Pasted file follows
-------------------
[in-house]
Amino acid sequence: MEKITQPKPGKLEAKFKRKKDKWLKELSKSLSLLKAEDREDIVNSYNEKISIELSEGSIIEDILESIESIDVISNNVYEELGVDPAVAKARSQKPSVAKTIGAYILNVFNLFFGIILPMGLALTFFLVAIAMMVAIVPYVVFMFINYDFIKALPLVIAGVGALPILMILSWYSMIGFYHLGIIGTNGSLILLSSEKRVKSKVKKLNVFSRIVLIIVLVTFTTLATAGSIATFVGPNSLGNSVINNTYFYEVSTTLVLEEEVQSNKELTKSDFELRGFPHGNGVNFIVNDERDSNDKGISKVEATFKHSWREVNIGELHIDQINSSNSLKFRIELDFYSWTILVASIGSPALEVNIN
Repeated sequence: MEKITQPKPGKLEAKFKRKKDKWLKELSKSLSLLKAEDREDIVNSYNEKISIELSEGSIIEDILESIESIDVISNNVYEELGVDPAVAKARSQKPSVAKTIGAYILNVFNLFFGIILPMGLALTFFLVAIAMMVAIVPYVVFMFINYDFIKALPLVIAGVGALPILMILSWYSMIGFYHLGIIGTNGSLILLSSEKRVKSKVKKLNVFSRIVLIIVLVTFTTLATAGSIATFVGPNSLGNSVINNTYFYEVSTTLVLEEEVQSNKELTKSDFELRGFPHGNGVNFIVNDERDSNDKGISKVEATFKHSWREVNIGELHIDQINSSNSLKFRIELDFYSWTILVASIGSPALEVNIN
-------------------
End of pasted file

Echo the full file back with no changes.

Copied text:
[in-house]
Amino acid sequence: MEKITQPKPGKLEAKFKRKKDKWLKELSKSLSLLKAEDREDIVNSYNEKISIELSEGSIIEDILESIESIDVISNNVYEELGVDPAVAKARSQKPSVAKTIGAYILNVFNLFFGIILPMGLALTFFLVAIAMMVAIVPYVVFMFINYDFIKALPLVIAGVGALPILMILSWYSMIGFYHLGIIGTNGSLILLSSEKRVKSKVKKLNVFSRIVLIIVLVTFTTLATAGSIATFVGPNSLGNSVINNTYFYEVSTTLVLEEEVQSNKELTKSDFELRGFPHGNGVNFIVNDERDSNDKGISKVEATFKHSWREVNIGELHIDQINSSNSLKFRIELDFYSWTILVASIGSPALEVNIN
Repeated sequence: MEKITQPKPGKLEAKFKRKKDKWLKELSKSLSLLKAEDREDIVNSYNEKISIELSEGSIIEDILESIESIDVISNNVYEELGVDPAVAKARSQKPSVAKTIGAYILNVFNLFFGIILPMGLALTFFLVAIAMMVAIVPYVVFMFINYDFIKALPLVIAGVGALPILMILSWYSMIGFYHLGIIGTNGSLILLSSEKRVKSKVKKLNVFSRIVLIIVLVTFTTLATAGSIATFVGPNSLGNSVINNTYFYEVSTTLVLEEEVQSNKELTKSDFELRGFPHGNGVNFIVNDERDSNDKGISKVEATFKHSWREVNIGELHIDQINSSNSLKFRIELDFYSWTILVASIGSPALEVNIN